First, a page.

The Henderson County Education Foundation has named five recipients to the 2019 Education Hall of Fame.
Each year, individuals who have demonstrated measurable influence or made significant contributions to the grown and development of education in Henderson County are honored with the hall of fame award.
Since 2003, 128 individuals have been honored with induction into HCEF Education Hall of Fame.
This year’s inductees include:
Donald C. Jones, a graduate of Wofford College and the University of Tennessee in Knoxville with a master’s and Ed. Doctorate, spent 20 years in education and 20 years as a national motivational speaker and executive coach and served seven years at Kanuga as camp director. He served on the Henderson County Education Foundation board for six years before he became the executive director in 2006 and served until his retirement in 2014.
According to a news release, Jones was a visionary and substantially grew the fundraising efforts of the Education Foundation and increased the services to students and teachers. Jones received the Chamber’s prestigious education champion award in 2011.
Lemuel Carl Jones began his career at The Ninth Avenue School in 1962 teaching physical education. He then moved to the Central Office of Hendersonville City Schools and played a key role as an ambassador for African-American students during the integration of schools. Jones went on to teach physical education and health at Hendersonville Junior High and then Hendersonville High until his retirement in 1991. Known by his athletes as Coach Jones, he coached football and basketball for many years and made an impact on countless young men.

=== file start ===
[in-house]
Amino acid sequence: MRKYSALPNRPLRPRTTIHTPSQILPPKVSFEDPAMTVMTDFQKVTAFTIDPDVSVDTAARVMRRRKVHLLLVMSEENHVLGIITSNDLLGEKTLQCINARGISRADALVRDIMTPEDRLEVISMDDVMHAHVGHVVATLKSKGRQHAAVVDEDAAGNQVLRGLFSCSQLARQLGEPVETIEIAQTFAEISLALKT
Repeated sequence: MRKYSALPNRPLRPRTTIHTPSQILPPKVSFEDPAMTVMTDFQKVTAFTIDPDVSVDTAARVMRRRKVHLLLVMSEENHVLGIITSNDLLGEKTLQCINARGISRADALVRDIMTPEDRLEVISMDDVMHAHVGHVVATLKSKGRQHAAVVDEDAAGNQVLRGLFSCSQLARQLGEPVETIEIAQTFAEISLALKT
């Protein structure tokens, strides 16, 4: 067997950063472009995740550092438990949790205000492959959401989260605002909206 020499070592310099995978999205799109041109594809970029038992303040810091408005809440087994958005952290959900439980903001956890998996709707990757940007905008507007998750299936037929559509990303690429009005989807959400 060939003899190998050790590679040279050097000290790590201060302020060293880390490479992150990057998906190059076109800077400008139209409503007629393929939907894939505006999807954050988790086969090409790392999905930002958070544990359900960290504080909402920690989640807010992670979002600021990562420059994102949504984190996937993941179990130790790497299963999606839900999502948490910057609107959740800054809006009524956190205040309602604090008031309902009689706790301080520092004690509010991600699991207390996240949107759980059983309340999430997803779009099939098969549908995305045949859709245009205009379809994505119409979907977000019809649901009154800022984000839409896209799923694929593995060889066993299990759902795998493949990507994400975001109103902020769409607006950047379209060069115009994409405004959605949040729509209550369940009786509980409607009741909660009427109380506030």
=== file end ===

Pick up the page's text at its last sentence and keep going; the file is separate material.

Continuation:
Jan Erickson Stanley spent the entirety of her 35-year career at West Henderson High as the physical education and health teacher and served as the assistant athletic director for the final five years of her tenure before her retirement in 2010.
Beyond the classroom, Stanley was known for her exemplary coaching career – in both women’s basketball and volleyball. She was a trailblazer and began the women’s volleyball program in 1975 at West Henderson during the Title IX era. Stanley has received numerous awards and honors throughout her career including the first recipient of the Kiwanis Lifetime Achievement Award and N.C. High School Athletic Association Hall of Fame.
Virginia Dale Thompson, a native of Henderson County, began her teaching career in Greenville, South Carolina and came back to Henderson County as a teacher at Balfour Elementary for two years before her role as the unitwide county counselor. In 1968, Thompson started her 26-year tenure at Hillandale Elementary, where she taught second grade. One year later, she became one of the first female principals in the district, serving Hillandale as its principal until 1993. She spent one year in the Central Office before her retirement in 1994. Thompson received many awards during her career for her service to Henderson County.
The inductees will be honored at the 17th annual Education Celebration, presented by AdventHealth Hendersonville, on April 30 at Jeter Mountain Farm. In addition to celebrating the 2019 inductees, Henderson County’s Principal of the Year, Luke Manuel of Hendersonville Middle, and teachers of the year will be honored at the event.
A reception will begin at 5:30 p.m. with dinner and program to follow at 6 p.m.
Education Celebration tickets can be purchased online at hcefnc.org/events/educationcelebration or by calling the foundation at 828-697-5551. For sponsorship opportunities or for more information about the celebration, contact Summer Stipe at firstname.lastname@example.org.